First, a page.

PhD Defense by Hyoukjun Kwon

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Title: Data- and Communication-centric Approaches to Model and Design Flexible Deep Neural Network Accelerators

Hyoukjun Kwon
PhD Candidate 
School of Computer Science
Georgia Institute of Technology 

Date: Thursday, July 16th, 2020

Time: 3 -5 pm
Location:  https://bluejeans.com/219451978 (remote)

Dr. Tushar Krishna (advisor), School of Electrical and Computer Engineering, Georgia Institute of Technology
Dr. Vivek Sarkar, School of Computer Science, Georgia Institute of Technology
Dr. Hyesoon Kim, School of Computer Science, Georgia Institute of Technology
Dr. Alexey Tumanov, School of Computer Science, Georgia Institute of Technology
Dr. Micahel Pellauer, Architecture Research Group, NVIDIA


Deep neural network (DNN) acceleration has emerged as an enabler of many applications such as image classification, face recognition, natural language processing, that was challenging to achieve high operational performance (i.e., accuracy or quality of outputs). Since recent DNNs involve billions of multiply-and-accumulate (MAC) operations with millions of parameters, DNN accelerators, specialized hardware for DNN computation, have emerged. However, designing dedicated hardware for each DNN model requires high development costs while DNN models and algorithms rapidly evolve. In addition, specializing a DNN accelerator for one DNN model with limited support for compiler mappings often leads to inefficiency for other DNN models. Therefore, this thesis explores flexible DNN accelerator designs that support diverse compiler mappings (i.e., dataflow + tile sizes for each data dimension) to adapt to new DNN models without re-designing hardware.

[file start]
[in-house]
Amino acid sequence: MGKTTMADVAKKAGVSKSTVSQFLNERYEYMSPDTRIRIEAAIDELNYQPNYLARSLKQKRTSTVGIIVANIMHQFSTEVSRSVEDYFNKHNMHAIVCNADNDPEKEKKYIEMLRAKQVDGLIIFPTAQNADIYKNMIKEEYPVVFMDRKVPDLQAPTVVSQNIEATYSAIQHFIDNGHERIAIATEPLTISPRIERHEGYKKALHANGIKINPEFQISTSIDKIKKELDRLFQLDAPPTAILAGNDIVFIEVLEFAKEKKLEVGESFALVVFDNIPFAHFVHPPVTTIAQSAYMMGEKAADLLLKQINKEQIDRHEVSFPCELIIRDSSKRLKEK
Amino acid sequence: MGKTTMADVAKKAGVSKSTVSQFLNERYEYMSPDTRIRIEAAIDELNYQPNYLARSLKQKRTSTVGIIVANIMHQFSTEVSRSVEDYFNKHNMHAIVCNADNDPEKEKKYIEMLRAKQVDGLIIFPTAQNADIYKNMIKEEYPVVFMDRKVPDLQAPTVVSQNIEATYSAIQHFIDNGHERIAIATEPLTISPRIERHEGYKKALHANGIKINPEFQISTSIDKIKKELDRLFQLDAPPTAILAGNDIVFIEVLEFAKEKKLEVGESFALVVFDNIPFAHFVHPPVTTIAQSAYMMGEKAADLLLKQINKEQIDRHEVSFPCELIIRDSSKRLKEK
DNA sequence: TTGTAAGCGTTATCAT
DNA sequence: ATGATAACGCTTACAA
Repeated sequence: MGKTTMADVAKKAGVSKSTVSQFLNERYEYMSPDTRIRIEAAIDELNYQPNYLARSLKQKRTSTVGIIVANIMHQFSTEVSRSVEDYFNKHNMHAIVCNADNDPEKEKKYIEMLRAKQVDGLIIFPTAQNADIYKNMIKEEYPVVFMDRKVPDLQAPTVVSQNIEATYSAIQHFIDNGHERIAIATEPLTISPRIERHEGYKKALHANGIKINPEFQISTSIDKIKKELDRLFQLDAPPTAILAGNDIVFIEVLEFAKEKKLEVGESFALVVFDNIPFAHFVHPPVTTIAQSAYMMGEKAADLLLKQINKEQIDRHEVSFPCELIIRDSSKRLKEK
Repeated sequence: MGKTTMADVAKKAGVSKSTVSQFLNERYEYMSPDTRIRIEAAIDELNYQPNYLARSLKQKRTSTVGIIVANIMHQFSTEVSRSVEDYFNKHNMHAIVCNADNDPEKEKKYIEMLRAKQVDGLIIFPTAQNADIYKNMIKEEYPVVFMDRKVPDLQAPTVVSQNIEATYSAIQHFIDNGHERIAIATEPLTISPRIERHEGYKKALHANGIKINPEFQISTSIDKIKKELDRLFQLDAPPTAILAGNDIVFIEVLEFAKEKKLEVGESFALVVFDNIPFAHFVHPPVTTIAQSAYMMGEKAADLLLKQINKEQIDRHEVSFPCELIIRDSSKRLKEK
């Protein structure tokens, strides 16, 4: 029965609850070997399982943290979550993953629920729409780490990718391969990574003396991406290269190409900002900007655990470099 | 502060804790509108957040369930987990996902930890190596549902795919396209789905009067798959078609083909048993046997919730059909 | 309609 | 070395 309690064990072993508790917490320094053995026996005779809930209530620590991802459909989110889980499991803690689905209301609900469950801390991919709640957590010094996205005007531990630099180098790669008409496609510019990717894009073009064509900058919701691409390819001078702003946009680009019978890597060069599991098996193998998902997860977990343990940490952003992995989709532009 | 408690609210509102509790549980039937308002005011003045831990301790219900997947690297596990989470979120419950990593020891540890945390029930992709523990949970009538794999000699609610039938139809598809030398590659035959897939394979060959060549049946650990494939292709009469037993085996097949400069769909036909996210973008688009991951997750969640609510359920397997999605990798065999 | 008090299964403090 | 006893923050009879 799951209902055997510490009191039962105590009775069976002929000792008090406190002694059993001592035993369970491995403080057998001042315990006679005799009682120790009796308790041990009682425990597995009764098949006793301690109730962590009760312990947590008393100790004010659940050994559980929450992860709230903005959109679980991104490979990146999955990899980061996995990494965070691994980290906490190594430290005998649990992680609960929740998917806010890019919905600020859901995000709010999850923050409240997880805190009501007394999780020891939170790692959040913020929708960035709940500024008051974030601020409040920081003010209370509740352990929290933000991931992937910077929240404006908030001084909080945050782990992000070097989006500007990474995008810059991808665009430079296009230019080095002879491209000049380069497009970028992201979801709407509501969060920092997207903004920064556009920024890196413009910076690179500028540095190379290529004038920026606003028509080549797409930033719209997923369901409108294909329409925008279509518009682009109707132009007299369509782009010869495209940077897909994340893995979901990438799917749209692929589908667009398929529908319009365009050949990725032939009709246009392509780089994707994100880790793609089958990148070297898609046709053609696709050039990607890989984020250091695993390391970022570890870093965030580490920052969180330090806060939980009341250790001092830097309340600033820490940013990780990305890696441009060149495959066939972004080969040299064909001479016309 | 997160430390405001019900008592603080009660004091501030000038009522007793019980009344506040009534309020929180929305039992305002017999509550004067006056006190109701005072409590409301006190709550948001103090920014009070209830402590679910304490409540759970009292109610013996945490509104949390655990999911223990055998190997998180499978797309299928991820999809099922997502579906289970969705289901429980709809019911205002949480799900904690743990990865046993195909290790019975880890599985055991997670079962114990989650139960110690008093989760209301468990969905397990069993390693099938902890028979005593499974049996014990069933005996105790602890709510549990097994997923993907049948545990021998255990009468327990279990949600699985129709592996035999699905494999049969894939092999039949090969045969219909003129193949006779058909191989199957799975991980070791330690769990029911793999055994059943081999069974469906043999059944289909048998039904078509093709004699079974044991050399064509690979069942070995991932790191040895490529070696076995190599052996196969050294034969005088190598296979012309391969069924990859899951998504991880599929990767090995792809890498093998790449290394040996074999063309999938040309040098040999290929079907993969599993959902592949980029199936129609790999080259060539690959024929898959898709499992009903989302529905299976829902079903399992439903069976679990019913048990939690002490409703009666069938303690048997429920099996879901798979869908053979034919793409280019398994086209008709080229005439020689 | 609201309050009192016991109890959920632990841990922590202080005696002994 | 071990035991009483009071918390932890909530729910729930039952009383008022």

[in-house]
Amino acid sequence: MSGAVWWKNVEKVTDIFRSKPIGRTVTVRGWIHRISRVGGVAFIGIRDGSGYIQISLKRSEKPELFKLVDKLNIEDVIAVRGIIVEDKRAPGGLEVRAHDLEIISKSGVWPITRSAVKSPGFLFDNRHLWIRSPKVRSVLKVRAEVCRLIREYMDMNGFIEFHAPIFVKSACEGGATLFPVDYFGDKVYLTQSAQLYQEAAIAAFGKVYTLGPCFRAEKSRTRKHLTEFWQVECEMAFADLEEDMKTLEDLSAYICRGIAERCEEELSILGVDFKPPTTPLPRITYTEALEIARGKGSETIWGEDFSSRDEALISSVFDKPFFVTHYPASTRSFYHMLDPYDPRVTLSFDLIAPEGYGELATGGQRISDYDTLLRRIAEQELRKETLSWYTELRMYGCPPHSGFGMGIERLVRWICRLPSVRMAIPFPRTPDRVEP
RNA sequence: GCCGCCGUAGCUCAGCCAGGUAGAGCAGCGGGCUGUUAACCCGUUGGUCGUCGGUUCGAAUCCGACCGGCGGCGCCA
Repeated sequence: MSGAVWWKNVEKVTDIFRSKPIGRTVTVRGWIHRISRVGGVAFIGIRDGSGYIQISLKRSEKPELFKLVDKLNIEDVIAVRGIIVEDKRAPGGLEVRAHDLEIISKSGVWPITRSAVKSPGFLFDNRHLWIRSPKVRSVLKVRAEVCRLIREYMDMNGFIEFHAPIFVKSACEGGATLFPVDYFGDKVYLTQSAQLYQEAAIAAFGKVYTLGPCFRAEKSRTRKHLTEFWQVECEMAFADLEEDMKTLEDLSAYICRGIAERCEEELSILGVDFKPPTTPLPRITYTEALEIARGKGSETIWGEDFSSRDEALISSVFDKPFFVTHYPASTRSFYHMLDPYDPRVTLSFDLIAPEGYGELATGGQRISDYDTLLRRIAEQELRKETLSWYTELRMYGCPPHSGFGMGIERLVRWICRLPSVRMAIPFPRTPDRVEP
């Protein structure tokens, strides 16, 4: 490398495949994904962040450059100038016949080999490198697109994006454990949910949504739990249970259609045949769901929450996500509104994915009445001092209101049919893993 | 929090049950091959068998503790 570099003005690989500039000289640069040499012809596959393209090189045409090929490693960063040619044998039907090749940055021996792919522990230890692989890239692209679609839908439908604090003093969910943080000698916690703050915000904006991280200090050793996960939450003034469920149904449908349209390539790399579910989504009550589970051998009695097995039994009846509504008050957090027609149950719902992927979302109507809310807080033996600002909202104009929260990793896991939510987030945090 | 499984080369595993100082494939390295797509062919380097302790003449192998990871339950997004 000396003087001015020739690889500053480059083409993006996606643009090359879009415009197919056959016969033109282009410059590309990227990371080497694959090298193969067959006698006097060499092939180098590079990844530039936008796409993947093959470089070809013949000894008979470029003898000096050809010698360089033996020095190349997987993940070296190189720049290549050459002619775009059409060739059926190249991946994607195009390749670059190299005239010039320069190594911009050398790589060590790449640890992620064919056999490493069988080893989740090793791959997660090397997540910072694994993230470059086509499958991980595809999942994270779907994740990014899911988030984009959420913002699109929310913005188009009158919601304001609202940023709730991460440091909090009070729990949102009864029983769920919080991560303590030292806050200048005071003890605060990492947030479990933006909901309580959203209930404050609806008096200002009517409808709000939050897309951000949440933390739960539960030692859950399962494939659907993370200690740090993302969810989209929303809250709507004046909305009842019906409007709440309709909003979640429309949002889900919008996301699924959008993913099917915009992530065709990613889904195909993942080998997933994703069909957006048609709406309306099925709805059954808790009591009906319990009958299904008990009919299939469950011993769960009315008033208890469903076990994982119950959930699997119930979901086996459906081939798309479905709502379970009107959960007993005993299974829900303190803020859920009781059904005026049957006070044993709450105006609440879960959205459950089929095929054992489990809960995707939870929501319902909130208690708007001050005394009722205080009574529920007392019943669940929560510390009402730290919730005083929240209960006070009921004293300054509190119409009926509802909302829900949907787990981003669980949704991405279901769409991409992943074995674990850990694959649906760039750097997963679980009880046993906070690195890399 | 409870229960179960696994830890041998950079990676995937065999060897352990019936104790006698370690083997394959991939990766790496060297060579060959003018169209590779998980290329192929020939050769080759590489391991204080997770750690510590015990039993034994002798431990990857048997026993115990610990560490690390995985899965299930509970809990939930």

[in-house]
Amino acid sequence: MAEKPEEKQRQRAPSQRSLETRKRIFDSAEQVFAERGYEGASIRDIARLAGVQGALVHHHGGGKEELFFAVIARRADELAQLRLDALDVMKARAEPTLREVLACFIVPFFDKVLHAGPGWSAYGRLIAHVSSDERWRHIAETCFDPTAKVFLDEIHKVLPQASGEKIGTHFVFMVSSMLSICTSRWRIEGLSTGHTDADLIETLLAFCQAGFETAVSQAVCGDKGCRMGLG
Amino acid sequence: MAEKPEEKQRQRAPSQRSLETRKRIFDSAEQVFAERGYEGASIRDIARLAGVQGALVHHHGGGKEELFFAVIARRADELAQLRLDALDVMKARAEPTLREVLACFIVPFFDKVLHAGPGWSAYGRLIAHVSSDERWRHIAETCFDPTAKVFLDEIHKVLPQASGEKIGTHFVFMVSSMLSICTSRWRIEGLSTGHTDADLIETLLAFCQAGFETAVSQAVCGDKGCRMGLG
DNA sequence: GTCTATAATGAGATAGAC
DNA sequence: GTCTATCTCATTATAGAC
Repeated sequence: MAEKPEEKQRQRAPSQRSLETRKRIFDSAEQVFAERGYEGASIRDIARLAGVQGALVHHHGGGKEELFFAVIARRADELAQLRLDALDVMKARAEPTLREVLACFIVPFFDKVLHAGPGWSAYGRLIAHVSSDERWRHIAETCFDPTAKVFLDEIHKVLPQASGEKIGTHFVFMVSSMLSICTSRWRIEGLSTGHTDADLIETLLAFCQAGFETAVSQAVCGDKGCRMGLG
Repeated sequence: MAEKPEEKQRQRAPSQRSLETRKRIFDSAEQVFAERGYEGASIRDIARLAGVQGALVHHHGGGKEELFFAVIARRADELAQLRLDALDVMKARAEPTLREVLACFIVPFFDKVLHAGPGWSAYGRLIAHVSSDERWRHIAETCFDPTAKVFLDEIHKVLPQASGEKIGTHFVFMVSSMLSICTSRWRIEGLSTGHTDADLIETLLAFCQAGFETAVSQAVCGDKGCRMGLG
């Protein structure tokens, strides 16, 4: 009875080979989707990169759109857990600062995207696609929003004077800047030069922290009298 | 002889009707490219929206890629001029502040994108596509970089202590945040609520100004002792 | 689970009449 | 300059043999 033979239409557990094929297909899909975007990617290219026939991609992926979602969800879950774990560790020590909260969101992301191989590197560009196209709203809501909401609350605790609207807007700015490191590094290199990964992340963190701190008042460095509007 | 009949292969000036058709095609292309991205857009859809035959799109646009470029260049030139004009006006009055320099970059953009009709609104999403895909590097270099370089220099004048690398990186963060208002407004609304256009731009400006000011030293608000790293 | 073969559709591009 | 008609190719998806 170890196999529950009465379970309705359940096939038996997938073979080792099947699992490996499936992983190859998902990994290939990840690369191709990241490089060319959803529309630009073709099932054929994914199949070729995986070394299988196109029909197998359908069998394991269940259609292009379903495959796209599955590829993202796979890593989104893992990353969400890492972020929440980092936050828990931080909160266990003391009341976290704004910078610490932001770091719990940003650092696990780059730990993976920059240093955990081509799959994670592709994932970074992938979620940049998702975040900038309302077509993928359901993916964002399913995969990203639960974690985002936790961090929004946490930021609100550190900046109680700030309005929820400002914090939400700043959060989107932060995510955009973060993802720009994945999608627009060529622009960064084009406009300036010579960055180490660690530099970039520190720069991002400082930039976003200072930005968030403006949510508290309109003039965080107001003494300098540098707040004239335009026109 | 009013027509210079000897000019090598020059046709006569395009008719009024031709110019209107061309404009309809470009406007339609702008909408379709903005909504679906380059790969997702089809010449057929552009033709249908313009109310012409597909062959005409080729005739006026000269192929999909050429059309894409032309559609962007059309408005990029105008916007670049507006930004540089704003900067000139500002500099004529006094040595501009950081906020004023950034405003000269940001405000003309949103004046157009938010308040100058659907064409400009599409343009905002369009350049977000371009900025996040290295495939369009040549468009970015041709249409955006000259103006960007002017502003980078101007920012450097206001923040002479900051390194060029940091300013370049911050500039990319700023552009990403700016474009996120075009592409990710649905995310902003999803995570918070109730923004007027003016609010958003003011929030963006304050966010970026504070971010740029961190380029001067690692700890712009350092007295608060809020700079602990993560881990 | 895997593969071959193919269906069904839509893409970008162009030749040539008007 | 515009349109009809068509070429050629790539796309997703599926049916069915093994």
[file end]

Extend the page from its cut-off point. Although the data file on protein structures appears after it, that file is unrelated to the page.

This thesis first focuses on the modeling costs and benefits of mapping choices to quantify the potential costs and benefits of mapping choices considering underlying hardware. We codify the cost model and implement MAESTRO, and perform case studies that show no single mapping is ideal for all the layers. For the flexible DNN accelerator designs, this thesis addresses the challenge from two perspectives: reconfigurability and heterogeneity.

For the reconfigurability approach, this thesis focuses on the data movement since the cost of data movement dominates in DNN accelerators, and the rearranging the data movement is effectively equivalent to programming a DNN accelerator considering the nature of predefined target application. We propose a light-weight network-on-chip (NoC) architecture, Microswitch NoC, specialized for DNN accelerator traffic while providing sufficient flexibility for any dataflow. We also present a reconfigurable DNN accelerator design, MAERI, that employs reconfigurable data distribution and reduction NoCs that support all the communication patterns in DNN accelerators and perform reduction inside NoC switches (i.e., in-network-processing style). MAERI enables to map computations on compute units without underutilizing PEs for any irregular DNN computations resulting from diverse layers and various optimizations (e.g., cross layer mapping, sparsity, etc.).

For the heterogeneity approach, this thesis explores heterogeneous DNN accelerators (HDAs), which contains multiple sub-accelerators that contain different amount of hardware resources and run different dataflows. For the HDA-based approach, this thesis proposes a comprehensive HDA optimization framework, Herald, that automatically explore optimization opportunities of mapping DNN layers to a sub-accelerator with the lowest EDP at run time and proper hardware resource partitioning at design time. Finally, we formally define the mapping flexibility so that we can quantify the degree of flexibility of flexible accelerators, which enables comprehensive comparison across flexible DNN accelerators.


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